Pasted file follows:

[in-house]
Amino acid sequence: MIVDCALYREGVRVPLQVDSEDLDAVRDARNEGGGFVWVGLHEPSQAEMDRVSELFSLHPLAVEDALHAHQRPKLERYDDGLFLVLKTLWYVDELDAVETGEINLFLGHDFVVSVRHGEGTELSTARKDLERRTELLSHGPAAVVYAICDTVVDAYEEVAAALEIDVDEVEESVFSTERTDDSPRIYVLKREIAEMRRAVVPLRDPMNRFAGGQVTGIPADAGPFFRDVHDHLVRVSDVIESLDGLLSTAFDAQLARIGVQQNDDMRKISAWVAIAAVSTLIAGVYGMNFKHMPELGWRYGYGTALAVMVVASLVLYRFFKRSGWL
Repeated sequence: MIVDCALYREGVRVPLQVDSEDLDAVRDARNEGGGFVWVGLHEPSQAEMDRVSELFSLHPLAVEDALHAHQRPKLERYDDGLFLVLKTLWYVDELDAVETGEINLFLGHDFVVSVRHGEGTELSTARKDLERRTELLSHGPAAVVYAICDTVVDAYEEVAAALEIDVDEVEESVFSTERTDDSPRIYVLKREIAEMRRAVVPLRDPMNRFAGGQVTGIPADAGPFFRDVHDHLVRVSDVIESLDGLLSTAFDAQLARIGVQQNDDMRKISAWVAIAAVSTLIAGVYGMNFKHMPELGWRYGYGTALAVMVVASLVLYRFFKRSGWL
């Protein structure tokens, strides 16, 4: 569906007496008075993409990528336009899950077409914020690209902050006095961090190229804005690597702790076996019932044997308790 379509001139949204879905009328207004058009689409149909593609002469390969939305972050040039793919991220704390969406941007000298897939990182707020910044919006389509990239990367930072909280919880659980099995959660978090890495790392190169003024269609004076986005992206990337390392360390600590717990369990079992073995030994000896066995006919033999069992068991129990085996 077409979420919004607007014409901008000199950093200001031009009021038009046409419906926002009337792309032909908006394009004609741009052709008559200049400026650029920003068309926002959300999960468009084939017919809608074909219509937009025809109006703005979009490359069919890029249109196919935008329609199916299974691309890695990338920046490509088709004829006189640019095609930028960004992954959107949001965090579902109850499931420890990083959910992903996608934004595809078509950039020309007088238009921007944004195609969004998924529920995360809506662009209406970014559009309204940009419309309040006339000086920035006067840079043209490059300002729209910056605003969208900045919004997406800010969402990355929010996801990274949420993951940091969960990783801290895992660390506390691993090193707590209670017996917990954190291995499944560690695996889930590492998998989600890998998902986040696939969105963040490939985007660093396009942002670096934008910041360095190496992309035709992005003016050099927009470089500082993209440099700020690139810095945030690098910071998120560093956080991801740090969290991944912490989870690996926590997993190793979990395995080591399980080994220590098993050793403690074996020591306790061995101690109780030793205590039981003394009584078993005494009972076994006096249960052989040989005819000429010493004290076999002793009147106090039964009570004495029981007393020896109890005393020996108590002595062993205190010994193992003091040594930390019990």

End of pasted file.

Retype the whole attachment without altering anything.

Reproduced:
[in-house]
Amino acid sequence: MIVDCALYREGVRVPLQVDSEDLDAVRDARNEGGGFVWVGLHEPSQAEMDRVSELFSLHPLAVEDALHAHQRPKLERYDDGLFLVLKTLWYVDELDAVETGEINLFLGHDFVVSVRHGEGTELSTARKDLERRTELLSHGPAAVVYAICDTVVDAYEEVAAALEIDVDEVEESVFSTERTDDSPRIYVLKREIAEMRRAVVPLRDPMNRFAGGQVTGIPADAGPFFRDVHDHLVRVSDVIESLDGLLSTAFDAQLARIGVQQNDDMRKISAWVAIAAVSTLIAGVYGMNFKHMPELGWRYGYGTALAVMVVASLVLYRFFKRSGWL
Repeated sequence: MIVDCALYREGVRVPLQVDSEDLDAVRDARNEGGGFVWVGLHEPSQAEMDRVSELFSLHPLAVEDALHAHQRPKLERYDDGLFLVLKTLWYVDELDAVETGEINLFLGHDFVVSVRHGEGTELSTARKDLERRTELLSHGPAAVVYAICDTVVDAYEEVAAALEIDVDEVEESVFSTERTDDSPRIYVLKREIAEMRRAVVPLRDPMNRFAGGQVTGIPADAGPFFRDVHDHLVRVSDVIESLDGLLSTAFDAQLARIGVQQNDDMRKISAWVAIAAVSTLIAGVYGMNFKHMPELGWRYGYGTALAVMVVASLVLYRFFKRSGWL
């Protein structure tokens, strides 16, 4: 569906007496008075993409990528336009899950077409914020690209902050006095961090190229804005690597702790076996019932044997308790 379509001139949204879905009328207004058009689409149909593609002469390969939305972050040039793919991220704390969406941007000298897939990182707020910044919006389509990239990367930072909280919880659980099995959660978090890495790392190169003024269609004076986005992206990337390392360390600590717990369990079992073995030994000896066995006919033999069992068991129990085996 077409979420919004607007014409901008000199950093200001031009009021038009046409419906926002009337792309032909908006394009004609741009052709008559200049400026650029920003068309926002959300999960468009084939017919809608074909219509937009025809109006703005979009490359069919890029249109196919935008329609199916299974691309890695990338920046490509088709004829006189640019095609930028960004992954959107949001965090579902109850499931420890990083959910992903996608934004595809078509950039020309007088238009921007944004195609969004998924529920995360809506662009209406970014559009309204940009419309309040006339000086920035006067840079043209490059300002729209910056605003969208900045919004997406800010969402990355929010996801990274949420993951940091969960990783801290895992660390506390691993090193707590209670017996917990954190291995499944560690695996889930590492998998989600890998998902986040696939969105963040490939985007660093396009942002670096934008910041360095190496992309035709992005003016050099927009470089500082993209440099700020690139810095945030690098910071998120560093956080991801740090969290991944912490989870690996926590997993190793979990395995080591399980080994220590098993050793403690074996020591306790061995101690109780030793205590039981003394009584078993005494009972076994006096249960052989040989005819000429010493004290076999002793009147106090039964009570004495029981007393020896109890005393020996108590002595062993205190010994193992003091040594930390019990």